“The new technique is not so suitable for extremely salty waters, as it is based on removing the salt, and making the remaining water less salty,” Biesheuvel told, explaining that distillation and reverse osmosis are still superior for desalinating seawater (500 mM salinity and higher). “The new technique is more suitable, for example, for groundwater, or for water for consumer applications that needs to be treated to remove so-called ‘hardness ions’ and make it less saline. These water streams are less saline to start with, say 100 mM or 30 mM. Or this new approach can be of use to treat water in industry to remove ions (salts) that slowly accumulate in the process. In this way there is no need anymore to take in freshwater and/or to dump used water (at high financial penalty).”
One of the biggest advantages of the technique is that it avoids inadvertently mixing the brine with the water being treated during the process, which limits the efficiency of other deionization techniques. By using a handheld wire-based device and producing freshwater in a continuous stream, the researchers could split the two types of water in separate containers to avoid mixing. Only a minimal amount of brine, about 0.26 mL per electrode, is transferred between containers, which does limit the degree of desalination but to a lesser extent than other techniques. Another advantage of the new technique is that it has the potential to be less expensive than other desalination methods.

“This technique can be made very inexpensive, just carbon rods or wires to conduct the electrons, onto which you can simply ‘paint’ the activated carbon slurry, which becomes the porous carbon electrode,” Biesheuvel said. “Because of its simplicity and low cost, it might out-compete state-of-the-art technologies for certain applications, and may also have advantages over the technology called capacitive deionization (CDI or cap-DI), which is beyond the development stage and commercially available. Also, the voltage required is low, just 1.2 V for instance, and DC, perfectly compatible with solar panels. Thus it can be used at off-grid or remote locations.”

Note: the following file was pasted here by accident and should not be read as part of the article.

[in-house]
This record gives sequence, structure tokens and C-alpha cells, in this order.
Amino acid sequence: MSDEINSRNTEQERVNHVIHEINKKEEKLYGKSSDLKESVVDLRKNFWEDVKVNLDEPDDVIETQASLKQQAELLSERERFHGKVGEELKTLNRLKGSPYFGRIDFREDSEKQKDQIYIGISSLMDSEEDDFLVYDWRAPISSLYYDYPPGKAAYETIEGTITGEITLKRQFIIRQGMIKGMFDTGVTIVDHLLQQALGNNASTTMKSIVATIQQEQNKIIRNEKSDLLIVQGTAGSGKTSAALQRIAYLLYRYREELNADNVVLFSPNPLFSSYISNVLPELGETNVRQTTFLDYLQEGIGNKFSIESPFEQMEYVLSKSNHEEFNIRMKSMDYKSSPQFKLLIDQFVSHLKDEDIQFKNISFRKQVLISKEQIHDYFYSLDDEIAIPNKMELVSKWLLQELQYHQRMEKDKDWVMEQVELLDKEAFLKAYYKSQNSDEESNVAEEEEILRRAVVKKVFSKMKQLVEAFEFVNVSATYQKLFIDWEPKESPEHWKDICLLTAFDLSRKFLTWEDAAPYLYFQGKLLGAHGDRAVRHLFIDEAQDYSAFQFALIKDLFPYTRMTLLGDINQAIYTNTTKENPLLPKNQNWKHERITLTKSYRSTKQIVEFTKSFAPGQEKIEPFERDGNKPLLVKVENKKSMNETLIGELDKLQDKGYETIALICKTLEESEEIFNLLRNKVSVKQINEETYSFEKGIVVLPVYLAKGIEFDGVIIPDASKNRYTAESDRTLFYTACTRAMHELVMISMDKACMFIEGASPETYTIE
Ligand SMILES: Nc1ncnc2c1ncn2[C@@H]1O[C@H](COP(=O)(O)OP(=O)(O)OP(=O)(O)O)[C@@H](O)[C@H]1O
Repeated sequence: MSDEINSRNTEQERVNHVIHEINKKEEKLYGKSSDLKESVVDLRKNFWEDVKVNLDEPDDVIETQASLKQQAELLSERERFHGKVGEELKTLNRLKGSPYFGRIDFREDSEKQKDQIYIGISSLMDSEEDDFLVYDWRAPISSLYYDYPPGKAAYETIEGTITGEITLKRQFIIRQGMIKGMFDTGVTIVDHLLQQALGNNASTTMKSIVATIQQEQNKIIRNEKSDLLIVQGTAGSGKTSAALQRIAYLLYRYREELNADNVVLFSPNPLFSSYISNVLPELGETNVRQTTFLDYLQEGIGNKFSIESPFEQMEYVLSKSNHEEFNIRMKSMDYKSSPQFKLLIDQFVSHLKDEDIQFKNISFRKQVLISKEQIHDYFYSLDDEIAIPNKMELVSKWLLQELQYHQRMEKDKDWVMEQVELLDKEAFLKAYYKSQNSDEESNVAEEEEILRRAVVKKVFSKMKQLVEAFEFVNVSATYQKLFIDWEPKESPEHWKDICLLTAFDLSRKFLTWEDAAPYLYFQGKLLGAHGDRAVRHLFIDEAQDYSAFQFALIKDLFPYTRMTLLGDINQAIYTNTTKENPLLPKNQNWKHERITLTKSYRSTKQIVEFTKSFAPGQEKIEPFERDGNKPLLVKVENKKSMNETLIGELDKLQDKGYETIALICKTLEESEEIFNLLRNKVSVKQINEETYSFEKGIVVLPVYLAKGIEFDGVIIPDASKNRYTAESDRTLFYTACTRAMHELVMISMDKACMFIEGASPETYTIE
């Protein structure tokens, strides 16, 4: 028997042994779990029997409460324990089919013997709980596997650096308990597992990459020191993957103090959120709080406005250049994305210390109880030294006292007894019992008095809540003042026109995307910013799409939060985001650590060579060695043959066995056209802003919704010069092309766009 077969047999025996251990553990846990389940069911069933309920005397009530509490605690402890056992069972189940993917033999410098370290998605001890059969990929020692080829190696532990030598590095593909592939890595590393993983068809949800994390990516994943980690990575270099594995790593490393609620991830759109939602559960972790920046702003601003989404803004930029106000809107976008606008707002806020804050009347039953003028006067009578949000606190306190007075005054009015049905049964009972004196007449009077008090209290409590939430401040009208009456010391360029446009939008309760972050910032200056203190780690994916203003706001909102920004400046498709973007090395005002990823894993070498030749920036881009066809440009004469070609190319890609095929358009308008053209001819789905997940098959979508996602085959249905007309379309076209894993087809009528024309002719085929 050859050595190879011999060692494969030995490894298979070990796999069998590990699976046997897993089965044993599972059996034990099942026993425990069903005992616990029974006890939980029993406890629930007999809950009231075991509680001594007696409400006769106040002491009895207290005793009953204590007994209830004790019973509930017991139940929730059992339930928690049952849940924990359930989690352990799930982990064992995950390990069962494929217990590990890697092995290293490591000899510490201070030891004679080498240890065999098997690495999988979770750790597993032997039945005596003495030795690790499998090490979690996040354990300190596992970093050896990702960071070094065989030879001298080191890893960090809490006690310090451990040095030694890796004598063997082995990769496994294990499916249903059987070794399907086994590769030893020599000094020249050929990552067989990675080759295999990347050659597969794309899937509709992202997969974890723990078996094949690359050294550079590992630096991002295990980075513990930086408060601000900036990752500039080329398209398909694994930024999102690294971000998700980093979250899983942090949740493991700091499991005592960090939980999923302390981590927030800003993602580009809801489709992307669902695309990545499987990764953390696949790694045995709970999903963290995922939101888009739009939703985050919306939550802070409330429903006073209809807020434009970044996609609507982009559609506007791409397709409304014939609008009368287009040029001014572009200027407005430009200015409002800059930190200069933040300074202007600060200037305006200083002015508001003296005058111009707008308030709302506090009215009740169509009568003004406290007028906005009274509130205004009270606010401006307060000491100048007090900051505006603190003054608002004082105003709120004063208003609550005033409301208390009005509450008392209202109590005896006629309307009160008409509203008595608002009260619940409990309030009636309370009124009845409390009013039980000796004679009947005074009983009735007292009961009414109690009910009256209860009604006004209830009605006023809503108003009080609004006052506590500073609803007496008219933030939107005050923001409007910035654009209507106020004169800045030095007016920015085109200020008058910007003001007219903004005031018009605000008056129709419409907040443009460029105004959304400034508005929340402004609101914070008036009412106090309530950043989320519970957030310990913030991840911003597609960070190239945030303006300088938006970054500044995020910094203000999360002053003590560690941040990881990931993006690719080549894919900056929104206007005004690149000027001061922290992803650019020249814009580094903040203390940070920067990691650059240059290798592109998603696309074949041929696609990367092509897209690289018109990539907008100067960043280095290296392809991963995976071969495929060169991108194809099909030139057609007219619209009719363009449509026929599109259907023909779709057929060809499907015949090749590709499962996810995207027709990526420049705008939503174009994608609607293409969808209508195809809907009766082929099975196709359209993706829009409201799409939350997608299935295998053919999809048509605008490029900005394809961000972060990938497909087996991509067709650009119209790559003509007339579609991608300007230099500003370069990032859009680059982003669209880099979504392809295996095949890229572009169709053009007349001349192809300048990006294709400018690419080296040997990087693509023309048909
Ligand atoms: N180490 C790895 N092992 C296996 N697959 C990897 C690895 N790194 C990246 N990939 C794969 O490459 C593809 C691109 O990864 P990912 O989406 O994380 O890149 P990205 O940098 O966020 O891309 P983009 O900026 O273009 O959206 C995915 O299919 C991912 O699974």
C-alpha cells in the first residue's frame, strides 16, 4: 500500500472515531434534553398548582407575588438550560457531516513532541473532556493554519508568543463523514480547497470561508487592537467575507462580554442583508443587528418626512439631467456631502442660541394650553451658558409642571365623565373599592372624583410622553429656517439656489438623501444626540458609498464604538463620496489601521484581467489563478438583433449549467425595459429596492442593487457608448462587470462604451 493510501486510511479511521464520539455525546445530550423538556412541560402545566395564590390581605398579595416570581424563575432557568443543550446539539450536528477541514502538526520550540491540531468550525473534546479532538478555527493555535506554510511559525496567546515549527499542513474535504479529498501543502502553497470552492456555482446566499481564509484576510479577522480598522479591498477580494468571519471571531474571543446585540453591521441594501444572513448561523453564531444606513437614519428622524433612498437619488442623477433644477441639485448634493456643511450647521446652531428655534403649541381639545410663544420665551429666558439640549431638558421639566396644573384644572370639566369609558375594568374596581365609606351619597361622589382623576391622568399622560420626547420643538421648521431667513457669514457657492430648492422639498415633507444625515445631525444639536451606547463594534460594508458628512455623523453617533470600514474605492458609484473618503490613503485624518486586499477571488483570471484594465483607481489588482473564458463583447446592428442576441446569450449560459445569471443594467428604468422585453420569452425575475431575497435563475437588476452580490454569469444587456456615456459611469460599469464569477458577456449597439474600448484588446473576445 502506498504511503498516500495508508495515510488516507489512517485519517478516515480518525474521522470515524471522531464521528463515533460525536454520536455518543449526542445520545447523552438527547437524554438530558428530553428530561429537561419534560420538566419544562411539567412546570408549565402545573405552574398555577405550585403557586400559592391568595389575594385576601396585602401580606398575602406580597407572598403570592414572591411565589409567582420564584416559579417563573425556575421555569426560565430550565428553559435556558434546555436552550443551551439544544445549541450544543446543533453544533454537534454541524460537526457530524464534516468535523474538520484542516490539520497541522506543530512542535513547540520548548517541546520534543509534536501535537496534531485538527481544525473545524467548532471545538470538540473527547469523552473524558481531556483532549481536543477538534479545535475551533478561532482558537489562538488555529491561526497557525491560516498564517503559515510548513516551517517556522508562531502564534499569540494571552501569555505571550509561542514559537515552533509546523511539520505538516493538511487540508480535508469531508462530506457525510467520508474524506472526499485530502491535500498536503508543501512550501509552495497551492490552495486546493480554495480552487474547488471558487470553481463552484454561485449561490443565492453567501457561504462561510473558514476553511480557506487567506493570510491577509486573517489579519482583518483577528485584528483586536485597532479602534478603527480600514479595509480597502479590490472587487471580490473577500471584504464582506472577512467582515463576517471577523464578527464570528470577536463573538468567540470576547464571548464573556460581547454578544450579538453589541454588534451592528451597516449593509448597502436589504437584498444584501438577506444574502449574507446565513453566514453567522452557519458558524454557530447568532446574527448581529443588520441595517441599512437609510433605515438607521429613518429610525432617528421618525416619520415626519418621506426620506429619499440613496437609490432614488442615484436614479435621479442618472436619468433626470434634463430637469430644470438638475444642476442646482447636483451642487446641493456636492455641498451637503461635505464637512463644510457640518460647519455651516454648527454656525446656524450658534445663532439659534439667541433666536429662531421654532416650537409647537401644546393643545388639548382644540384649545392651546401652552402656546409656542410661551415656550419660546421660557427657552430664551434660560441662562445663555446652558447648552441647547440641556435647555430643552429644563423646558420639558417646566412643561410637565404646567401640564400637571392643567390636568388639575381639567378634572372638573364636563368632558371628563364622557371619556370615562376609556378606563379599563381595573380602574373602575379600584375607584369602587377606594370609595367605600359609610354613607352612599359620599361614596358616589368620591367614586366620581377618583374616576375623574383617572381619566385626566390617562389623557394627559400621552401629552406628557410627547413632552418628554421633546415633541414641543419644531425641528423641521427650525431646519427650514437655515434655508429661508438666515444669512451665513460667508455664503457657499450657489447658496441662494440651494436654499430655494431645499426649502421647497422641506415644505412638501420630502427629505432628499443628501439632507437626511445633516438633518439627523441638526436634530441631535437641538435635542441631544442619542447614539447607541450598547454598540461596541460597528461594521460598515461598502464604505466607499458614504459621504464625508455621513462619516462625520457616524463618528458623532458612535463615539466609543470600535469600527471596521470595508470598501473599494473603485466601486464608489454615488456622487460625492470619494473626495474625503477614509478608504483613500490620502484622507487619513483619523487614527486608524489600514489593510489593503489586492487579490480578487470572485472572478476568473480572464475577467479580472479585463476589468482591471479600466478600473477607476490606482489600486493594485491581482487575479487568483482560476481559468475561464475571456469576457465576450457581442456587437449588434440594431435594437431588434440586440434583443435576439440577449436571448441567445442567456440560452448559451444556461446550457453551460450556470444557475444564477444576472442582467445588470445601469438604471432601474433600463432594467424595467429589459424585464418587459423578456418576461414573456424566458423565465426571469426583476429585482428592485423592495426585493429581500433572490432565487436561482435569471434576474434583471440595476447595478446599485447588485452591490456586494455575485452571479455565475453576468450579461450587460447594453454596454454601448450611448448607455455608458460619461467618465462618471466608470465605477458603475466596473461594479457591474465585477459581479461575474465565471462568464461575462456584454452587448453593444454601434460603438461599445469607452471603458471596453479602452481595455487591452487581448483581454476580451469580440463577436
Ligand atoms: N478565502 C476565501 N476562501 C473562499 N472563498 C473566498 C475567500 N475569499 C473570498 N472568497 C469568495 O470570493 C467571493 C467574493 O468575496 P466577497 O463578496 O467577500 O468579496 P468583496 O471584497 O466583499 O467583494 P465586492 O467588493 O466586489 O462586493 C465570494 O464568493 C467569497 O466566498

In addition, Biesheuvel explained that the wire pairs can be used repeatedly without degradation, which could give the device a long lifetime.

“In capacitive techniques where the porous carbon electrodes are used to capture ions and release them again (in the so-called ‘electrical double layers,’ or EDLs, formed in the very small pores inside the carbon), it is well-known that the cycle can be used for thousands or tens of thousands of times (until the experimenter gets tired) without any appreciable decay,” he said. “For the wires we only went up to six times repeat and found, as expected, no changes. This is in contrast to battery-style techniques, either for energy storage or desalination, where one would expect to lose performance (like rechargeable batteries, which can only be charged, say, 100 times successfully). That is because in those techniques there is real chemistry going on, phase changes, change of the micromorphology of the anode/cathode materials. Here, in the wire desalination technology, nothing of that kind, the EDL is a purely physical phenomenon where ions are stored close to the charged carbon in the nanopores under the action of the applied voltage, and later released again.”
The researchers also found that the efficiency could be improved by adding a second membrane coating to the electrodes. For instance, a cationic membrane on the cathode wire has a high selectivity toward sodium cations while blocking the desorption of chlorine anions from within the electrode region. As a result, cationic (and, on the anode wire, anionic) membranes could enable the electrodes to adsorb and remove more ions than before.